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Looking after your pearls: the dilemmas of mental health self‐disclosure in higher education teaching

Matthew Gough (Senior Lecturer in the School of Social Sciences, Nottingham Trent University, Nottingham, UK)

The Journal of Mental Health Training, Education and Practice

ISSN: 1755-6228

Article publication date: 9 December 2011

394

Abstract

Purpose

There are several tensions in the disclosure of personal experience of mental health problems. The issue of “otherness” is particularly pertinent when exploring mental health. This paper seeks to draw upon workshop discussion around the theme of educators disclosing personal experience of mental health problems.

Design/methodology/approach

This paper is based around a critically reflective self‐selecting conference workshop for mental health educators, practitioners and others.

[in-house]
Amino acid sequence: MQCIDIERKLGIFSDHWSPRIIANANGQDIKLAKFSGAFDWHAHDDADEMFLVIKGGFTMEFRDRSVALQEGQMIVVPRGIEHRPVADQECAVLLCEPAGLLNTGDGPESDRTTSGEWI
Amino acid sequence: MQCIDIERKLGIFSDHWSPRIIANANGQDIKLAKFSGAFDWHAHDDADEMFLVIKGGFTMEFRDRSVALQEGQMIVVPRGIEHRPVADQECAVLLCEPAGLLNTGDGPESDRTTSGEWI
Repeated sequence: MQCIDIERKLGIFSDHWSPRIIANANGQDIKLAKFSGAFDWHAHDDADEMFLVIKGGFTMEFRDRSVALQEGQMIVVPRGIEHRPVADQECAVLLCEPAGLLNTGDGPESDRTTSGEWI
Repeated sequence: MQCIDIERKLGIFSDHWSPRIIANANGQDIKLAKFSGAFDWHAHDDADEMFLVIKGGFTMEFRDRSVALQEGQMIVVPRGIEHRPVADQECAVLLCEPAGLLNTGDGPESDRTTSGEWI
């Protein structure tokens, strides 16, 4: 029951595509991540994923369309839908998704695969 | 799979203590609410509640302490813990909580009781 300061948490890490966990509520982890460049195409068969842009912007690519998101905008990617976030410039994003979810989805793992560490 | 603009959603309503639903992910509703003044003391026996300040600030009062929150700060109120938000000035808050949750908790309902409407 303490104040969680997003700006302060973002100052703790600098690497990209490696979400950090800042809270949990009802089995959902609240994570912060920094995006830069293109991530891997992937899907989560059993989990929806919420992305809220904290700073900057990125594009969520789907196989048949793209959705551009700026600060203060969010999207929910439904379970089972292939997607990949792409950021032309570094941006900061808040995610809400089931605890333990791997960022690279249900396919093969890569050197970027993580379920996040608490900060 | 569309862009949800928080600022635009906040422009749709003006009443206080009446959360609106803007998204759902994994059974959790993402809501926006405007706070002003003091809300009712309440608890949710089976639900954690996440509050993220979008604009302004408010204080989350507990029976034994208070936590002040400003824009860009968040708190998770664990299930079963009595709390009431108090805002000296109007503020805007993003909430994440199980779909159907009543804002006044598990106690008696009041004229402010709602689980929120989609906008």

Findings

There are risks and benefits to personal disclosure of lived experience of mental health problems. It was found that three areas emerged when considering the dilemmas of self‐disclosure: personal impact, wider ethical issues and student learning.

Practical implications

The paper provides information on how educators can maximise the benefits and minimise the hazards associated within these areas as a means to develop good practice guidance and when and how to disclose personal experience.

Originality/value

The paper finds its value in the inclusion of recognised lived experience of mental health problems amongst educators and the tensions apparent with disclosure about such experiences.

Keywords

Citation

Gough, M. (2011), "Looking after your pearls: the dilemmas of mental health self‐disclosure in higher education teaching", The Journal of Mental Health Training, Education and Practice, Vol. 6 No. 4, pp. 203-210. https://doi.org/10.1108/17556221111194545

Publisher

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Emerald Group Publishing Limited

Copyright © 2011, Emerald Group Publishing Limited

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